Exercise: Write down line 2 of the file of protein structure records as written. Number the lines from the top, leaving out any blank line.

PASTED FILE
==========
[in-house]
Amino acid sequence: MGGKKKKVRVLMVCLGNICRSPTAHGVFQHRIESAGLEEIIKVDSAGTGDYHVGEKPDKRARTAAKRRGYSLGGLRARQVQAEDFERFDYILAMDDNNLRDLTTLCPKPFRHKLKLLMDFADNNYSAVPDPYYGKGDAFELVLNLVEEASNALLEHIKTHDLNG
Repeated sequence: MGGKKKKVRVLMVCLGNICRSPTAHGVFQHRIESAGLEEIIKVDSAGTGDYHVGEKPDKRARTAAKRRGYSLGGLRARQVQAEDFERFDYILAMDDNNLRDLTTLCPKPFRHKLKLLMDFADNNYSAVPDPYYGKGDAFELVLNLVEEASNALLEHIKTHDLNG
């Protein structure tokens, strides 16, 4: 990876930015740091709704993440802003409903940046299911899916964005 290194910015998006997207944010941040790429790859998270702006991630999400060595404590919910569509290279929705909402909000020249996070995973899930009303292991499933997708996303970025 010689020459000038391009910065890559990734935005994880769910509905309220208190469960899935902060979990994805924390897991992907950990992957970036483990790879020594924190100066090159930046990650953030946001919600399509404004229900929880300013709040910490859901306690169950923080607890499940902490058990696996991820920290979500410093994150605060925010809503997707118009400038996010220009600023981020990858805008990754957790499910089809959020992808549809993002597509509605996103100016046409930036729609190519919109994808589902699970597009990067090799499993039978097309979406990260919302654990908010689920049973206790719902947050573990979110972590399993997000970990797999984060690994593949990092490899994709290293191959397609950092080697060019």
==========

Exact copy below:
Amino acid sequence: MGGKKKKVRVLMVCLGNICRSPTAHGVFQHRIESAGLEEIIKVDSAGTGDYHVGEKPDKRARTAAKRRGYSLGGLRARQVQAEDFERFDYILAMDDNNLRDLTTLCPKPFRHKLKLLMDFADNNYSAVPDPYYGKGDAFELVLNLVEEASNALLEHIKTHDLNG